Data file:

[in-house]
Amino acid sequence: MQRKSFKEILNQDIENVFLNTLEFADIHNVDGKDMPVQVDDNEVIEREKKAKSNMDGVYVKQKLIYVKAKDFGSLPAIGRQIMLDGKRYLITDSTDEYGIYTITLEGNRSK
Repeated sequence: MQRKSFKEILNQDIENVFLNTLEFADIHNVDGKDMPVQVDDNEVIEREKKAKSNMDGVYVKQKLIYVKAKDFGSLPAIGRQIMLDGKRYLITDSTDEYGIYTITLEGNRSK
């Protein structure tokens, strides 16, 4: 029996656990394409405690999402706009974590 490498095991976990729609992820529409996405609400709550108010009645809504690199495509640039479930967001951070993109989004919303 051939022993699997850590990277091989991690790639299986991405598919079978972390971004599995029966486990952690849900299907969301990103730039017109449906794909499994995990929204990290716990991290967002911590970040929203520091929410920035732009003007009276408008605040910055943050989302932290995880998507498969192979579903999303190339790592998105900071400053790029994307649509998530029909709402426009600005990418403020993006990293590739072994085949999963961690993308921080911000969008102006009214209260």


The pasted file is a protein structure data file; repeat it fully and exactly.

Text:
[in-house]
Amino acid sequence: MQRKSFKEILNQDIENVFLNTLEFADIHNVDGKDMPVQVDDNEVIEREKKAKSNMDGVYVKQKLIYVKAKDFGSLPAIGRQIMLDGKRYLITDSTDEYGIYTITLEGNRSK
Repeated sequence: MQRKSFKEILNQDIENVFLNTLEFADIHNVDGKDMPVQVDDNEVIEREKKAKSNMDGVYVKQKLIYVKAKDFGSLPAIGRQIMLDGKRYLITDSTDEYGIYTITLEGNRSK
């Protein structure tokens, strides 16, 4: 029996656990394409405690999402706009974590 490498095991976990729609992820529409996405609400709550108010009645809504690199495509640039479930967001951070993109989004919303 051939022993699997850590990277091989991690790639299986991405598919079978972390971004599995029966486990952690849900299907969301990103730039017109449906794909499994995990929204990290716990991290967002911590970040929203520091929410920035732009003007009276408008605040910055943050989302932290995880998507498969192979579903999303190339790592998105900071400053790029994307649509998530029909709402426009600005990418403020993006990293590739072994085949999963961690993308921080911000969008102006009214209260």